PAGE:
DUCT’s Bart Fokkens and Working for Water’s Karen Hope, both members of the Aquatic Weeds Working group, are confident the few Water Hyacinth blockages along the 2013 The Unlimited Dusi Canoe Marathon route won’t be an issue when the race gets underway on 14 February. (Photo: Andrew King for Gameplan media)

Despite the presence of some Water Hyacinth both below and above the bridge at the headwaters of Inanda Dam the work of Working for Water, Umgeni Water and DUCT members has had a dramatic positive effect on the aquatic weed’s presence in the area resulting in the situation being under control and highly unlikely to cause any hassles to participants in the 2013 The Unlimited Dusi Canoe Marathon. (Photo: Andrew King for Gameplan Media)

Pitchford puts her hat in the ring for The Unlimited Dusi 2013 ietermaritzburg- The Unlimited Dusi 2013 is set past - twice in a K2, and once in a K1, the Team Race-

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to produce some of the most exciting ladies racing seen in the last few years, with most of the top contenders in South African river paddling committed to racing the three day spectacle that starts on 14 February. Amongst the big names already slated to race are three times race champion, Robyn Kime, 2011 and 2012 runner up, Abby Adie, Gauteng’s Jen Theron, and the ever present Hilary Pitchford, widely respected as one of the most competent roughwater female paddlers in the country. With Pitchford’s 2012 racing plans derailed just two weeks before the 2012 Dusi, as a result of breaking her hand during a training session, she is back and hungry to race. It was a slow road to recovery for the plucky 28 year old, but she is both determined and hopeful that the months ahead will remain injury free. “Getting back into training was really hard and I think I really felt it at the Avon Descent in Australia last year. I returned home with such bad tendonitis, so I had to rest for a long time, which put me on the back foot again. Because of this it has been quite difficult trying to manage my training, while at the same time staying injury free. I’m holding thumbs that everything will stay intact for Dusi 2013! For Pitchford, having placed third three times in the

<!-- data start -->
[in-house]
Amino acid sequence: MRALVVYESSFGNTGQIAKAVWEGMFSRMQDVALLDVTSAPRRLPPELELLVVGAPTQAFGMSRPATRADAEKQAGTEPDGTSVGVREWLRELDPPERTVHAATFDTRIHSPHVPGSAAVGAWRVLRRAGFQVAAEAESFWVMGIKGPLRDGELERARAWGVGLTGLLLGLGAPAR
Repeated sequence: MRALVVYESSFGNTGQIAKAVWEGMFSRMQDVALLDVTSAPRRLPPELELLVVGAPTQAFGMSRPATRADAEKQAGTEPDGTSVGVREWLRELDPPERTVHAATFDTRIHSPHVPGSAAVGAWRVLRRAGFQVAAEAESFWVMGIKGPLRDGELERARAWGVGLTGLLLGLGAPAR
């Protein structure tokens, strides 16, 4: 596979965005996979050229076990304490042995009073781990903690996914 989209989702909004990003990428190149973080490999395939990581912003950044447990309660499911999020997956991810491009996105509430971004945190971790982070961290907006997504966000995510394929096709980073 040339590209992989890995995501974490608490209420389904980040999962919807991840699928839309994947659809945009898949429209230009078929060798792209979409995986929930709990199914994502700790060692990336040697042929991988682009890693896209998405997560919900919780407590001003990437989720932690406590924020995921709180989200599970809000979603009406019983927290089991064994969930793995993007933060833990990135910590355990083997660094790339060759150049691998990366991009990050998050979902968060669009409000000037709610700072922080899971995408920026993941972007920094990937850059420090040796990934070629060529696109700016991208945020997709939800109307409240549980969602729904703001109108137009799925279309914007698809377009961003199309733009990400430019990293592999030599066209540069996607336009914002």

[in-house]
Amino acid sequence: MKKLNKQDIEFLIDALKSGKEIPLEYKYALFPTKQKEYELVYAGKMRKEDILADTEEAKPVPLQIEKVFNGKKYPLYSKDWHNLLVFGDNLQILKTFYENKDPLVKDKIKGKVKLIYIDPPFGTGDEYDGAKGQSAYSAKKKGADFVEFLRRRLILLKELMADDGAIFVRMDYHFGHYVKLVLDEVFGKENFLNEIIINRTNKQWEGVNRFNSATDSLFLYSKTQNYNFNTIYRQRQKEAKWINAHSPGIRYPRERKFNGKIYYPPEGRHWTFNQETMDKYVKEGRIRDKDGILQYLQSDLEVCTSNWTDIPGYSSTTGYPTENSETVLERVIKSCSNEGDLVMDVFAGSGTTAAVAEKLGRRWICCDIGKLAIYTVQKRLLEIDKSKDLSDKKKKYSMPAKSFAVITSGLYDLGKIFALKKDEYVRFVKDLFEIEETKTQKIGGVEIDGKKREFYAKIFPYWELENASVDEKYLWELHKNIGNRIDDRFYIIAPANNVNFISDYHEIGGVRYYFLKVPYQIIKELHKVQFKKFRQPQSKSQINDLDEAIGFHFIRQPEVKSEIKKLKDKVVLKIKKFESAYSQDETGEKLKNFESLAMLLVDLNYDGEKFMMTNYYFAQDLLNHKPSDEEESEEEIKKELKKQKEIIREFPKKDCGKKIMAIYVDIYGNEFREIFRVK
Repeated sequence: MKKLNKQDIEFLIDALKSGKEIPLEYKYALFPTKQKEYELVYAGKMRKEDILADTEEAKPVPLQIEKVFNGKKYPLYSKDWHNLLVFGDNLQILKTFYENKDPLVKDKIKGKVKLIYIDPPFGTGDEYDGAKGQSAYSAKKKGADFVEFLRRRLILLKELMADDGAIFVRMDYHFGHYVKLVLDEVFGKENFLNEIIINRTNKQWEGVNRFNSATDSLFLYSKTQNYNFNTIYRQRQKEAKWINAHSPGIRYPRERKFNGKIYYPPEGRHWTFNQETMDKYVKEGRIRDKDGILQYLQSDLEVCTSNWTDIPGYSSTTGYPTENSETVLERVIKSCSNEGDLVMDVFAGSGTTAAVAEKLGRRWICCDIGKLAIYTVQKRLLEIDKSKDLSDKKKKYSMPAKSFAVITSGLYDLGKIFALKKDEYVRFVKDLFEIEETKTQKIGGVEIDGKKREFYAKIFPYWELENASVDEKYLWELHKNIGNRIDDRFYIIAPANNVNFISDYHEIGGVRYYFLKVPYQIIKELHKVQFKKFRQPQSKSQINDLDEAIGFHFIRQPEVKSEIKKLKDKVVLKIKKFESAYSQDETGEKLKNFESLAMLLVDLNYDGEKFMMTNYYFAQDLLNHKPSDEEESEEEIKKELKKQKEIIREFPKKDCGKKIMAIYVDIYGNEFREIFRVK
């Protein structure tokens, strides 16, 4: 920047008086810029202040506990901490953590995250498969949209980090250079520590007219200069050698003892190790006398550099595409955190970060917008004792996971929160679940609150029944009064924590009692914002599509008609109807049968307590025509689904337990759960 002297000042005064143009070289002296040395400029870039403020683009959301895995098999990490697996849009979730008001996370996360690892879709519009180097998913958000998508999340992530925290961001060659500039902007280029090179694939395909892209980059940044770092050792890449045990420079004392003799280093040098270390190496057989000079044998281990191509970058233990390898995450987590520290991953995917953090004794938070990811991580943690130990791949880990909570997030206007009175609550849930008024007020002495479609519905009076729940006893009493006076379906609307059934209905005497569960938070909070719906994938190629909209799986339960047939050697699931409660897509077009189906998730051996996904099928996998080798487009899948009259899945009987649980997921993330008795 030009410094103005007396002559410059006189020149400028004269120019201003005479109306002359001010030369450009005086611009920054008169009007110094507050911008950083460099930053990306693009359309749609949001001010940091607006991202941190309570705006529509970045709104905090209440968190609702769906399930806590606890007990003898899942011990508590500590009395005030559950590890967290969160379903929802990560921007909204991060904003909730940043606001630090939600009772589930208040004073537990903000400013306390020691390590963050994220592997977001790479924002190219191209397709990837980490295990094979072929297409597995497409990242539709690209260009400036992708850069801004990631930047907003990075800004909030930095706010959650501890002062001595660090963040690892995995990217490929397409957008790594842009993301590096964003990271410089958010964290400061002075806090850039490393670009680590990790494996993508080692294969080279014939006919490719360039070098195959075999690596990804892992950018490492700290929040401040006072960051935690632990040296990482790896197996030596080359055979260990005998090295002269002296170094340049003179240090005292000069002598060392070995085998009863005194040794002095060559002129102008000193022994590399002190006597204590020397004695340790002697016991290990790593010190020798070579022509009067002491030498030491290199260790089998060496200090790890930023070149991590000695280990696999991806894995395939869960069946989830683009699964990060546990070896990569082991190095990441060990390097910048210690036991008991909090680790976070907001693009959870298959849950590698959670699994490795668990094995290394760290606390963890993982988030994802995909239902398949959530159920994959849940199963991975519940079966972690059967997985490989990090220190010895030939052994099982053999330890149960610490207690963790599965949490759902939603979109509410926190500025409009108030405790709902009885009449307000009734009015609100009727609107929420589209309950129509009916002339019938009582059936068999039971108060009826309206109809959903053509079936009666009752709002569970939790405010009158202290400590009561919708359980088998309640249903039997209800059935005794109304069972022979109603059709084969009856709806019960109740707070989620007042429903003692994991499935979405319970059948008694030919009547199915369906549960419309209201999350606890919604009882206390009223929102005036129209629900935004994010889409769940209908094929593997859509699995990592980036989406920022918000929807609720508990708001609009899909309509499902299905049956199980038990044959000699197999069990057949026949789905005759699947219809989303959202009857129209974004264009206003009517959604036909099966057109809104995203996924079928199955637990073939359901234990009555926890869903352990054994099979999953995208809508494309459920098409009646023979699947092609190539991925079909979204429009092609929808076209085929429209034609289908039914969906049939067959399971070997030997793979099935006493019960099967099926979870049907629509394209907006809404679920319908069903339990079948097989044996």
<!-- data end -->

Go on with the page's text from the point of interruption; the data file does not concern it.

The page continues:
D u s i 2013

food/Matelec athlete has been upping her running and will be looking for that elusive top podium position. “I think that the most important elements in racing a good Dusi are firstly, getting your running up to speed, and secondly, knowing the river at all levels,” said Pitchford. If anyone knows the river at its many levels, it’s Pitchford, having raced eleven Dusi Canoe Marathons in the past, and having twice won the Ladies Non-Stop Dusi title in a K1. With her racing pedigree including many big water titles, it should be no surprise that Pitchford lists some of the Dusi’s trickiest rapids, generally avoided by a vast majority of the field, amongst her favourites. “I really enjoy Tops Needle, and rapids such as Island 1 and Island 2. The risk involved is high but the reward and feeling of making these rapids is a really great! Confluence is also a lot of fun.” Pitchford recently got engaged to former Dusi winner Deon Bruss, and will be eager to get to the startline on Valentine’s Day next year to cement what promises to be a very special year for the couple. Competitors line up for the start of The Unlimited Dusi on the 14th of February at Camps Drift, and ends in Durban on 16 February 2013. More information can be found at www.dusi.co.za